I’ve been hot on Sherwood Park’s tail about the chain restaurant blight that has pervaded the town’s culinary scene forever. Very rarely does a good independent restaurant make the Park its home, and if it does, it doesn’t stay for long.
Thankfully, things are changing. The Park is becoming more vibrant thanks in whole to a slew of restaurants featuring Vietnamese, Indian, Mediterranean, Sri Lankan, Japanese and Thai cuisine.
I noticed Sawaddee several times as I wound my way through a commercial area off Wye Road. It had replaced an Italian restaurant that had, for a surprisingly long while, made a go of offering over-steamed pasta to harried parents and pallid palates. On this day though, I was hungry, and, Sawaddee, in Thai language, means ‘hello’, so no time like the present, I thought, to stop in and say hi.
What was once a dark and droll space has come alive with bright colours of purple and fuschia and white accents. Green plants make the space feel tropical and the server, Bunny, makes you feel welcome, as if you were entering her home.
Bunny is a friend of the Thai family who owns Sawaddee, and she is as blessing to the service and hospitality industry. Bunny doesn’t talk, she sing-songs, and, she loves to laugh. She’s also very knowledgeable about the food of her homeland.
I became a fan of Sawaddee at first bite. Here’s what I’ve eaten so far:
Four grilled meat skewers (chicken pictured above) come served with a peanut sauce, something that is more North American than Thai, says Bunny. Thai people prefer to eat the satay with diced cucumbers, red onions in a light, sweet sauce.
Tom Yum Goong is a popular Thai soup of shrimp and mushroom in a spicy lemongrass broth. There is a beautiful balance in this bowl: hot and sour with chilies, lime, galangal, lemongrass and fish sauce. Feeling flu-ish or down in the dumps? This is the Thais’ version of grandma’s chicken noodle soup.
Chu Chee Goong is shrimp in red curry and (makrut) lime leaves. Thai curry is not necessarily spicy, but more on the complex, robust side of curries. Tons of flavour here. You might want to order a side of rice to help soak up that sauce.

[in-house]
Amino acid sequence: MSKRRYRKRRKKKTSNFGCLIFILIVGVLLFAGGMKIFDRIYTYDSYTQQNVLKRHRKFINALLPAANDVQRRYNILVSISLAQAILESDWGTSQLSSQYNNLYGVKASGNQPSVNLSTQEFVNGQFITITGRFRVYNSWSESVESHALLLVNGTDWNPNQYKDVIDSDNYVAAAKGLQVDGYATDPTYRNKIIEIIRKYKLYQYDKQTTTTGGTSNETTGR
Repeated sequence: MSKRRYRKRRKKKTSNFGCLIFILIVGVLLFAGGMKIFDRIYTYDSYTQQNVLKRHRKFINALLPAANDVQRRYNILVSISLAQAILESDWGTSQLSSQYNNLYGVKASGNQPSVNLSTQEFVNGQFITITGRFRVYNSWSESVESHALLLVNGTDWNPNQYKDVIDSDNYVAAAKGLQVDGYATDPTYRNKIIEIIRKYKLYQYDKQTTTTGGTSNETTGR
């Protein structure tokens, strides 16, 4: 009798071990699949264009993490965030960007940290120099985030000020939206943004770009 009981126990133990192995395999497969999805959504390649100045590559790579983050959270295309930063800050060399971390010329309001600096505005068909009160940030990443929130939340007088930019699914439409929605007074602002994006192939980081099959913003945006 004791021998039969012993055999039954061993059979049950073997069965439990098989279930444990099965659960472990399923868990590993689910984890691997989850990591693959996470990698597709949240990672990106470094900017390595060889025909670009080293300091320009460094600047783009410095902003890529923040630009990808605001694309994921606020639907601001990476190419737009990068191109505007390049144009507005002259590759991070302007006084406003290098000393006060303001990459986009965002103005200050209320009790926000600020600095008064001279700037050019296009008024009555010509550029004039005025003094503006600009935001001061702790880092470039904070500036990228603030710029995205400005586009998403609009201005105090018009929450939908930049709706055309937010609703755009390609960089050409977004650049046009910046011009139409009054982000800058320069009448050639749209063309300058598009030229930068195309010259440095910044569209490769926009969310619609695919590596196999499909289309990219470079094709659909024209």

Khao Soi is a popular street food dish in Northern Thailand. The dish contains egg noodle with chicken in a red curry sauce; it’s sort of a soup, sort of a saucy noodle dish. Above all, it’s delicious.
These little leaf-wrapped bundles are what keeps me coming back to Sawaddee. The fragrant pandan leaves are stuffed with marinated chicken flavoured with soy sauce, garlic, cilantro, sesame oil, and white pepper. The packets are first steamed, then deep fried and served with a thick soy sauce.
Gai Yang, is another popular street food usually served with sticky rice and papaya salad called Som Tum (pictured below). The chicken is marinated for 24 hours in garlic, fish sauce, soy sauce, tumeric and coriander resulting in a sweet and salty wonderful dish.
The ubiquitous noodle dish that is Pad Thai: soft rice noodles, crispy bean sprouts, tofu, flavours of sweet tamarind pulp, fish sauce, chilies…it’s popular for a reason: a good Pad Thai can change your whole outlook on life. Sawaddee does a very, very good Pad Thai.
Pad Kra Pow: minced chicken, peppers, sweet onions and fried basil.
Thai food is all about market fresh ingredients, intricate preparations of foods and complex yet harmonious flavours. The pairing of the fundamental elements of sour, sweet, salty, bitter, and spicy is paramount. Common ingredients are cilantro, ginger, fish sauce, shrimp paste, soy sauce, makrut (sometimes called kaffir) lime leaves, lime juice, chilies, garlic, lemon grass, palm sugar, amongst others. The use of fresh herbs (as opposed to dried) results in the food tasting as good as it looks.
Sawaddee isn’t doing anything fancy; they’re just doing Thai food the way it should be done.
Head out to the Park and find this lovely Thai restaurant at #190 , 664 Wye Road.
Read more about Sawaddee here on CBC’s website.